I am not the only mom at Uptick, but I am the only mom with multiple young children, so I guess that makes me an “expert” in survival strategies for working from home with kids. I’ll be honest, though: Over the past couple of weeks, I have felt like anything but an expert. The days are long, the lines between home and work are blurred, and most of the time I’m just trying to keep my head above water.
Now, though, things are going to get even more complicated because not only will I be working from home, I’ll be teaching from home. At the same time, apparently.
It’s true that I spent a solid decade teaching high school Spanish, but I wasn’t trying to teach while also working another full-time job. And my students were older teens who could handle their own snack and potty needs — a far cry from my three young daughters, who sometimes want a “bathroom buddy” and who require approximately 58 pieces of cheese per day just to survive.
But I digress. This article isn’t about my children’s cheese addiction; it’s about thriving in the face of a seemingly impossible situation. So, working parents, let’s talk about how we’re going to make this happen.
Making Peace with the Unexpected
There are three things that have the potential to push me over the metaphorical edge: repetitive noises, frequent interruptions, and having multiple conversations at once. I am an extremely focused person, and once I am “in the zone,” it’s almost physically painful to be pulled out of it — and nearly impossible to reenter once I’ve mentally disengaged.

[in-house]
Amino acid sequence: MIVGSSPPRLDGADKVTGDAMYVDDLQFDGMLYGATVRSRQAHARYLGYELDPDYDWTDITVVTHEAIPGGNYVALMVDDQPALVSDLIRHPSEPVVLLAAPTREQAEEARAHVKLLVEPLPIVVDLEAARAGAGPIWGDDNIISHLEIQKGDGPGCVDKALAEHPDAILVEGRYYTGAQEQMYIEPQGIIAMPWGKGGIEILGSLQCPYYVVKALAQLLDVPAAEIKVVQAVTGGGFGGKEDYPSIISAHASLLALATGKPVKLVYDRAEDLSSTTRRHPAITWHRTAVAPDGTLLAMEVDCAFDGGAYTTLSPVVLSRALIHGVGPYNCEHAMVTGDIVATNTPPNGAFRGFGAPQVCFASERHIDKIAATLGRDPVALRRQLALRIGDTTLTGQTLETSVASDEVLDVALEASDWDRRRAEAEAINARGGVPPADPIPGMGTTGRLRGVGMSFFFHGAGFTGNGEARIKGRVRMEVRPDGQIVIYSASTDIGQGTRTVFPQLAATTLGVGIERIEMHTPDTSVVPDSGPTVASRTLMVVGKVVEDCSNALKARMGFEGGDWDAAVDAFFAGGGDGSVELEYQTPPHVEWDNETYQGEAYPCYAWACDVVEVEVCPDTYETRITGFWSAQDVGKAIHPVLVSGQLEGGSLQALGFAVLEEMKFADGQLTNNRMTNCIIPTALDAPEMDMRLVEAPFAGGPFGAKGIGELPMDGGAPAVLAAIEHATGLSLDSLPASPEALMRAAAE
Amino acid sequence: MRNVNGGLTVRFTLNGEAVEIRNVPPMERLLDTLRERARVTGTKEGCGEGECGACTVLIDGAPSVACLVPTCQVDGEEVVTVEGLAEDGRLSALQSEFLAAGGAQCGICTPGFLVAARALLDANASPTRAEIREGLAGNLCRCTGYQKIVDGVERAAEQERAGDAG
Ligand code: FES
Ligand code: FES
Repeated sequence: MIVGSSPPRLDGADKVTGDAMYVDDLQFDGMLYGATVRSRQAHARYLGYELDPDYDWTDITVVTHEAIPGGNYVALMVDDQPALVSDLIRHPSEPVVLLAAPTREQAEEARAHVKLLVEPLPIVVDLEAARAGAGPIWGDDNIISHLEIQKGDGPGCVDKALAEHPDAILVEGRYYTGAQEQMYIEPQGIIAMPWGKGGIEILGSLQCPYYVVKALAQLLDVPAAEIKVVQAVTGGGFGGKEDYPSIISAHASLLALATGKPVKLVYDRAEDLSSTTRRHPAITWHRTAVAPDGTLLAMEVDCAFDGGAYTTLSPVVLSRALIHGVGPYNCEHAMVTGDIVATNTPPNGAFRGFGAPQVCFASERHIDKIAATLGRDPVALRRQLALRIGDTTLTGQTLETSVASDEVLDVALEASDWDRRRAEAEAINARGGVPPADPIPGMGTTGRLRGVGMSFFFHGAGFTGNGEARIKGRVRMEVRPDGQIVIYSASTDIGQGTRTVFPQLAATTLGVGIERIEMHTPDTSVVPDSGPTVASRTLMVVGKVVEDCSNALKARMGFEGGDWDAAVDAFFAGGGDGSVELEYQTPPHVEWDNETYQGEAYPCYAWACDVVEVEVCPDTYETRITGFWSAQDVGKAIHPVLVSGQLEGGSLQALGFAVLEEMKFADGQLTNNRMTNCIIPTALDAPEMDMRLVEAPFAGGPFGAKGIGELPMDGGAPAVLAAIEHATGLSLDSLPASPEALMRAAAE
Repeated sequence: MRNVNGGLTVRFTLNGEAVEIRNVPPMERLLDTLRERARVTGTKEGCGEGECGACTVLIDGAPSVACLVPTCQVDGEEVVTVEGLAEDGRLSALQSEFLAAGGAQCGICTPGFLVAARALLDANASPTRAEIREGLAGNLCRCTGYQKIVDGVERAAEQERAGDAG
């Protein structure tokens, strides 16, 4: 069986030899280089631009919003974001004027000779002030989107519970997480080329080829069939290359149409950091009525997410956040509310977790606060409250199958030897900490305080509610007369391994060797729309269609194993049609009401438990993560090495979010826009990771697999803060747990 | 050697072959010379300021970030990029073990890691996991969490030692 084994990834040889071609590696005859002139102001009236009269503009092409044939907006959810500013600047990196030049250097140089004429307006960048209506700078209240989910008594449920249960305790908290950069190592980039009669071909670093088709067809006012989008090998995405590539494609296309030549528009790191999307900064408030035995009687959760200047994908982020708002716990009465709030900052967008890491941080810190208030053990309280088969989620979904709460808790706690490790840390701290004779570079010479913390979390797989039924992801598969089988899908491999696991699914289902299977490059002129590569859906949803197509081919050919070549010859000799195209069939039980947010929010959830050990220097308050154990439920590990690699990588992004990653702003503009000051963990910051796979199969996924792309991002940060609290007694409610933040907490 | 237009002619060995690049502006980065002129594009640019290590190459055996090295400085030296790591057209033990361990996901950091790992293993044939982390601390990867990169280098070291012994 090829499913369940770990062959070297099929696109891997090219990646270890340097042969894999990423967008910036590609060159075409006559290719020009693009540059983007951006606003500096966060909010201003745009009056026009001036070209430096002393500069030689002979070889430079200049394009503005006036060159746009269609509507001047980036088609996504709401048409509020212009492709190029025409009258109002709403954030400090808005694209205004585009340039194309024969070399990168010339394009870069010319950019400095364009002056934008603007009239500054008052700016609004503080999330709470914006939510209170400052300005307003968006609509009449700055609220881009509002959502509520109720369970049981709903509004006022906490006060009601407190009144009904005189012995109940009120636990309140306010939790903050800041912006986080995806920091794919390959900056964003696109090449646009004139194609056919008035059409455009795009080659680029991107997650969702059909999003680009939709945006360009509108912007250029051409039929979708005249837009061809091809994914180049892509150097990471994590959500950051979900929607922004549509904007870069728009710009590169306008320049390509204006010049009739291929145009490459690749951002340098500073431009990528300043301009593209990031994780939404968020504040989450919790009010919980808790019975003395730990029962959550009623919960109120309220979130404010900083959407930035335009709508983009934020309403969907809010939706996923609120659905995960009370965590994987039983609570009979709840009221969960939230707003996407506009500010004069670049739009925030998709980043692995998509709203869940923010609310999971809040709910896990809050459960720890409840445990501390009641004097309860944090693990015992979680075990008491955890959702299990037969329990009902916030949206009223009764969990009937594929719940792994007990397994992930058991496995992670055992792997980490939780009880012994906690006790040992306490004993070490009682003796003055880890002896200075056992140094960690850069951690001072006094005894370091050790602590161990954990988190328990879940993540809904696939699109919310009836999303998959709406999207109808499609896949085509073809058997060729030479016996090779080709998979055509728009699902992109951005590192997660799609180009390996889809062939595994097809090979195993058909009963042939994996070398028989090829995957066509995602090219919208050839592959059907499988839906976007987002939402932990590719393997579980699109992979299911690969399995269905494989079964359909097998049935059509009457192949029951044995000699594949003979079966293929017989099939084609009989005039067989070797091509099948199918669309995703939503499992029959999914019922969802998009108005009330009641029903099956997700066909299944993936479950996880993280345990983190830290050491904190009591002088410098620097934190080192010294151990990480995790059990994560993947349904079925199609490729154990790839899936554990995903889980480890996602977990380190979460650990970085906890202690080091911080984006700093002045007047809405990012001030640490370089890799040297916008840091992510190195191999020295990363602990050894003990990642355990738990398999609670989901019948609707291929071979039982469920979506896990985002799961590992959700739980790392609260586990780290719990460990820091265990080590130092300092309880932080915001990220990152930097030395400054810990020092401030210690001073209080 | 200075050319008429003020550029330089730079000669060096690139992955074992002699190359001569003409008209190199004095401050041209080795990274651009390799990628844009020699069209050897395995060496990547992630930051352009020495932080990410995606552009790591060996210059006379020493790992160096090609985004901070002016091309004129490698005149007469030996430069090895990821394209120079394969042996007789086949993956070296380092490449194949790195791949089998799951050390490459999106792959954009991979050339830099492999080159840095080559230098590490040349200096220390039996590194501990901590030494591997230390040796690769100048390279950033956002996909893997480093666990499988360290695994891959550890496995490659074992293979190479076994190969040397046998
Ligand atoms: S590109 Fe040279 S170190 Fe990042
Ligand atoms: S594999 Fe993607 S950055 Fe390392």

So, as you can imagine, working from home with my husband and three young children has been a little bit of a challenge. Don’t get me wrong; I’ve enjoyed this unprecedented amount of time at home with my people, and I’m hoping society will reevaluate its priorities once all this is over. But at the same time, I was counting on that whole April 6 back-to-school thing, and when Governor Ivey announced that all Alabama K-12 public schools would move to e-learning through the end of the school year, I found myself — how can I put this delicately? — struggling to accept the situation.
And by “struggling to accept the situation,” I mean, I panicked.
Naturally, because I am a professional, my first reaction was to air my grievances on Slack.
It was somewhat therapeutic to commiserate with the other Uptick parents, but even after posting a gif of Kermit the Frog saying “Help” into a telephone, my chest felt tight. Coordinating in-home activities for our daughters, ages 9, 7, and 4, had been difficult enough for my husband and me without having to worry about actual school work. How were we supposed to work full time while also teaching curriculum for three kids?